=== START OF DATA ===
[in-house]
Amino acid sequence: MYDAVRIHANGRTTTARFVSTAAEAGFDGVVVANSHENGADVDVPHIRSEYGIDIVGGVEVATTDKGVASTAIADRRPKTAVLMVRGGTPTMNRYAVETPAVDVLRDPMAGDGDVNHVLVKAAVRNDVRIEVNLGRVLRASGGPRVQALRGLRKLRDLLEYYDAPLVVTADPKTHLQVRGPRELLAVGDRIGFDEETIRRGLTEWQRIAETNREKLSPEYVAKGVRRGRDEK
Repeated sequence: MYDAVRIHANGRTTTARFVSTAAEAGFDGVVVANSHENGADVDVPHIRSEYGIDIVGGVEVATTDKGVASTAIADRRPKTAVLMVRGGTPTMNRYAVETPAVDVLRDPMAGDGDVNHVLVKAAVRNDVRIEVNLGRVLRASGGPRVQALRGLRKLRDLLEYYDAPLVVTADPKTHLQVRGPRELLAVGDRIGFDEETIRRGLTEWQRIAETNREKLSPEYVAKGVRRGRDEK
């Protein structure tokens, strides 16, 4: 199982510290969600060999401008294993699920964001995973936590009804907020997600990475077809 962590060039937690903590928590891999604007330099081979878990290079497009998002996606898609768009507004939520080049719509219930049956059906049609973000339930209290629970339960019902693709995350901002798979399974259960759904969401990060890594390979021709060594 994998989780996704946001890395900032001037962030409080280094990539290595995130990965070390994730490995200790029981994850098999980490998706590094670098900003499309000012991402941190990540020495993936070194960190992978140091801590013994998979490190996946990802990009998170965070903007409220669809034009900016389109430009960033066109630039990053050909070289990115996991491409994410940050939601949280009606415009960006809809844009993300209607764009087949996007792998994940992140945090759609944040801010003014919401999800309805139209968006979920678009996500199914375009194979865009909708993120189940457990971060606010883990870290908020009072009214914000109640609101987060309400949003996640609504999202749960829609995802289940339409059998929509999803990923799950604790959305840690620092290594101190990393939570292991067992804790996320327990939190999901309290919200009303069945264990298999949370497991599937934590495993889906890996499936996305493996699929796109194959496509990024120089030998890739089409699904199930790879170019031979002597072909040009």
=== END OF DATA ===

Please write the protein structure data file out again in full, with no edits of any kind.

[in-house]
Amino acid sequence: MYDAVRIHANGRTTTARFVSTAAEAGFDGVVVANSHENGADVDVPHIRSEYGIDIVGGVEVATTDKGVASTAIADRRPKTAVLMVRGGTPTMNRYAVETPAVDVLRDPMAGDGDVNHVLVKAAVRNDVRIEVNLGRVLRASGGPRVQALRGLRKLRDLLEYYDAPLVVTADPKTHLQVRGPRELLAVGDRIGFDEETIRRGLTEWQRIAETNREKLSPEYVAKGVRRGRDEK
Repeated sequence: MYDAVRIHANGRTTTARFVSTAAEAGFDGVVVANSHENGADVDVPHIRSEYGIDIVGGVEVATTDKGVASTAIADRRPKTAVLMVRGGTPTMNRYAVETPAVDVLRDPMAGDGDVNHVLVKAAVRNDVRIEVNLGRVLRASGGPRVQALRGLRKLRDLLEYYDAPLVVTADPKTHLQVRGPRELLAVGDRIGFDEETIRRGLTEWQRIAETNREKLSPEYVAKGVRRGRDEK
């Protein structure tokens, strides 16, 4: 199982510290969600060999401008294993699920964001995973936590009804907020997600990475077809 962590060039937690903590928590891999604007330099081979878990290079497009998002996606898609768009507004939520080049719509219930049956059906049609973000339930209290629970339960019902693709995350901002798979399974259960759904969401990060890594390979021709060594 994998989780996704946001890395900032001037962030409080280094990539290595995130990965070390994730490995200790029981994850098999980490998706590094670098900003499309000012991402941190990540020495993936070194960190992978140091801590013994998979490190996946990802990009998170965070903007409220669809034009900016389109430009960033066109630039990053050909070289990115996991491409994410940050939601949280009606415009960006809809844009993300209607764009087949996007792998994940992140945090759609944040801010003014919401999800309805139209968006979920678009996500199914375009194979865009909708993120189940457990971060606010883990870290908020009072009214914000109640609101987060309400949003996640609504999202749960829609995802289940339409059998929509999803990923799950604790959305840690620092290594101190990393939570292991067992804790996320327990939190999901309290919200009303069945264990298999949370497991599937934590495993889906890996499936996305493996699929796109194959496509990024120089030998890739089409699904199930790879170019031979002597072909040009």